If your child was diagnosed with Erb’s palsy or another brachial plexus injury, you owe it to them to investigate whether medical malpractice was to blame.
Erb’s palsy (also commonly referred to as a brachial plexus injury or BPI) occurs when the nerves that surround the shoulder (brachial plexus) are damaged during the birthing process. This injury causes a lack of movement or weakness in the arm. There are several reasons this might occur, with the main one being the medical malpractice of a Dallas doctor or obstetrician.
Overview and causes.
Erb’s palsy has several other names: brachial plexus injury, brachial paralysis, Klumpke paralysis, and Erb-Duchenne paralysis. Some of the most common causes of a brachial plexus injury during birth include:
- The pulling of the infant’s head and neck toward the side while the shoulders pass through the birth canal.
- The medical professional or other person pulling on the shoulders of the infant during a normal head presentation delivery.
- Placing pressure of the raised arms of the baby during a breech delivery.
There are several forms of brachial plexus injuries that can occur in an infant. The type of injury is contingent upon the amount of paralysis in the infant’s arm.
- In most cases brachial plexus injuries only affect the upper arm.
- In Erb’s paralysis both the upper and lower arm is affected.
- Klumpe paralysis affects the hand and may also cause the eyelid on the opposite side to droop.
The following risk factors may increase the potential for Erb’s palsy:
- A breech birth.
- An infant that is larger than normal, often the result of a diabetic mother.
- Problems with delivery of the baby’s shoulder after head presentation (such as shoulder dystocia).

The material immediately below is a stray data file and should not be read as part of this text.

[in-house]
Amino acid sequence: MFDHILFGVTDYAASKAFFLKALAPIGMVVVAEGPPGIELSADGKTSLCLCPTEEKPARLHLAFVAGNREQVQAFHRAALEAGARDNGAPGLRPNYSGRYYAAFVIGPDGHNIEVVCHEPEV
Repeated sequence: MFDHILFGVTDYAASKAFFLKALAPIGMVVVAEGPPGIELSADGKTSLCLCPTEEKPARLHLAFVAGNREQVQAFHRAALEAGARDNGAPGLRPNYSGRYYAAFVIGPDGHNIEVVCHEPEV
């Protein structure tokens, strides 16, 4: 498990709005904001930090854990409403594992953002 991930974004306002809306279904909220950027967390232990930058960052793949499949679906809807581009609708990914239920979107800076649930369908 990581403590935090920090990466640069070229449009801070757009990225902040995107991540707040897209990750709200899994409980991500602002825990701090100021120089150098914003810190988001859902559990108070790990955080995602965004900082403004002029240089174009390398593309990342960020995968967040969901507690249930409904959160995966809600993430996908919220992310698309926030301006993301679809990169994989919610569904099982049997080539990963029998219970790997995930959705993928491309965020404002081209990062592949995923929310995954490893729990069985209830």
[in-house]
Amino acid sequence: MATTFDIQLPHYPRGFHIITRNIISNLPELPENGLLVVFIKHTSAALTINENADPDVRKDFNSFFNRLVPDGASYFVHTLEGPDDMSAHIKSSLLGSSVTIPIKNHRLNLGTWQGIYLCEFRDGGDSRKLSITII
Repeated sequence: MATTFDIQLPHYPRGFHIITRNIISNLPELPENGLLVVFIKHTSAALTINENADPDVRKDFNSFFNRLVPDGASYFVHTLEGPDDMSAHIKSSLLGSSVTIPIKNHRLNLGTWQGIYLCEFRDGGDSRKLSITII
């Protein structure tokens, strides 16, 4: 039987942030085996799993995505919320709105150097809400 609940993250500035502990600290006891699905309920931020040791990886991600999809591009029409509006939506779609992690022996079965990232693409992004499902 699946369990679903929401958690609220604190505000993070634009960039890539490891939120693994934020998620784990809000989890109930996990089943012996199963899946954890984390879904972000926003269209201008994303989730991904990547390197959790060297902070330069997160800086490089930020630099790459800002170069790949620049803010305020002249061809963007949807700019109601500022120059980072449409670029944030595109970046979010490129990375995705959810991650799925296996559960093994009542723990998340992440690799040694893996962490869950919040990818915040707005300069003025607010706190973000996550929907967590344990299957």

The numbers of cases of brachial plexus injuries has declined with the adoption of modern delivery techniques. In fact, cesarean deliveries are used commonly when there are concerns about the safety of a delivery. It is important to keep in mind that while a c-section reduces the potential for injury, it certainly does not prevent it and carries risks of its own.
If an infant has a brachial plexus birth injury, symptoms will appear immediately or soon after he or she is born. The symptoms of the condition include, but are not necessarily limited to the following:
- The newborn fails to move his upper or lower arm (or hand).
- There is no Moro reflex on the side that is affected.
- There is a decreased grip on the side that is affected.
- The arm is bent at the elbow and held against the infant’s body.
Prognosis (future outlook).
The majority of babies will recover by the time they are six months of age, but unfortunately, those who do not recover during that time have a tougher outlook. For these babies, there is a possibility that the nerve root is detached from the spinal cord; a condition called avulsion. Nerve avulsions can sometimes be partially treated by nerve grafting and nerve transfers.
If your child was born with Erb’s palsy or another form of brachial plexus injury (BPI), call the Dallas Erb’s palsy lawyers at Rasansky Law Firm. We can help you develop a life care plan for your child in order to determine the true value of your child’s injury over the course of their lifetime. We will then use this to develop a substantiated demand and seek the compensation that your child deserves. Fight for what your child deserves. Email us right now or call 1-877-405-4313 to speak with us about your case for free.
Speak With a Dallas Birth Injury Attorney For Free
The attorneys at Rasansky Law Firm are happy to speak to you about your potential case free of charge. If we can help with your claim, we’ll do so for no out-of-pocket cost to you. Call us 24/7 at (214) 651-6100, or toll-free at 1-877-405-4313.